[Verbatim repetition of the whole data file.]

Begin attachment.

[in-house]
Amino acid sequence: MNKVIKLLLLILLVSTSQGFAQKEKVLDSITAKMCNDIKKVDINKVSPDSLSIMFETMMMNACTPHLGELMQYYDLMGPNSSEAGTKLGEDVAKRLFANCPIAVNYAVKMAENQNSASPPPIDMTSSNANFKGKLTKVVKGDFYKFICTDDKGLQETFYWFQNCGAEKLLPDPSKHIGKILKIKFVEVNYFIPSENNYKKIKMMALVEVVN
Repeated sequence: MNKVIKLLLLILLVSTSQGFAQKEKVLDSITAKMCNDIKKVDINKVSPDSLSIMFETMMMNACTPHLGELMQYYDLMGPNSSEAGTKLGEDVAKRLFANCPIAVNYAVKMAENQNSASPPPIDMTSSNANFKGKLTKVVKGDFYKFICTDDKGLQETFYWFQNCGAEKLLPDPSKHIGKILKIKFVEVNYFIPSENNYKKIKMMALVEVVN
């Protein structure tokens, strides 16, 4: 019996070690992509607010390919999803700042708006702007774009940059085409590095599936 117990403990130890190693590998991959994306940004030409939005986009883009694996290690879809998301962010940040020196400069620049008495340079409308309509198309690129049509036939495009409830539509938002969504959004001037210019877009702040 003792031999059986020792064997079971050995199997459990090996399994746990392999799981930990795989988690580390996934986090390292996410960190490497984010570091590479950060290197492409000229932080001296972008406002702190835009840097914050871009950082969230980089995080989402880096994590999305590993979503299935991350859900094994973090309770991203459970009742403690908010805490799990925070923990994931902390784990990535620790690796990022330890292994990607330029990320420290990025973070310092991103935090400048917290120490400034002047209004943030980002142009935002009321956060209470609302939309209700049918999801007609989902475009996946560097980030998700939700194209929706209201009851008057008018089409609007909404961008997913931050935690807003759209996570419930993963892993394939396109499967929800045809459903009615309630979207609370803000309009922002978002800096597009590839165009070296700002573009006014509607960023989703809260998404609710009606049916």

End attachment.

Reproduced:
[in-house]
Amino acid sequence: MNKVIKLLLLILLVSTSQGFAQKEKVLDSITAKMCNDIKKVDINKVSPDSLSIMFETMMMNACTPHLGELMQYYDLMGPNSSEAGTKLGEDVAKRLFANCPIAVNYAVKMAENQNSASPPPIDMTSSNANFKGKLTKVVKGDFYKFICTDDKGLQETFYWFQNCGAEKLLPDPSKHIGKILKIKFVEVNYFIPSENNYKKIKMMALVEVVN
Repeated sequence: MNKVIKLLLLILLVSTSQGFAQKEKVLDSITAKMCNDIKKVDINKVSPDSLSIMFETMMMNACTPHLGELMQYYDLMGPNSSEAGTKLGEDVAKRLFANCPIAVNYAVKMAENQNSASPPPIDMTSSNANFKGKLTKVVKGDFYKFICTDDKGLQETFYWFQNCGAEKLLPDPSKHIGKILKIKFVEVNYFIPSENNYKKIKMMALVEVVN
């Protein structure tokens, strides 16, 4: 019996070690992509607010390919999803700042708006702007774009940059085409590095599936 117990403990130890190693590998991959994306940004030409939005986009883009694996290690879809998301962010940040020196400069620049008495340079409308309509198309690129049509036939495009409830539509938002969504959004001037210019877009702040 003792031999059986020792064997079971050995199997459990090996399994746990392999799981930990795989988690580390996934986090390292996410960190490497984010570091590479950060290197492409000229932080001296972008406002702190835009840097914050871009950082969230980089995080989402880096994590999305590993979503299935991350859900094994973090309770991203459970009742403690908010805490799990925070923990994931902390784990990535620790690796990022330890292994990607330029990320420290990025973070310092991103935090400048917290120490400034002047209004943030980002142009935002009321956060209470609302939309209700049918999801007609989902475009996946560097980030998700939700194209929706209201009851008057008018089409609007909404961008997913931050935690807003759209996570419930993963892993394939396109499967929800045809459903009615309630979207609370803000309009922002978002800096597009590839165009070296700002573009006014509607960023989703809260998404609710009606049916």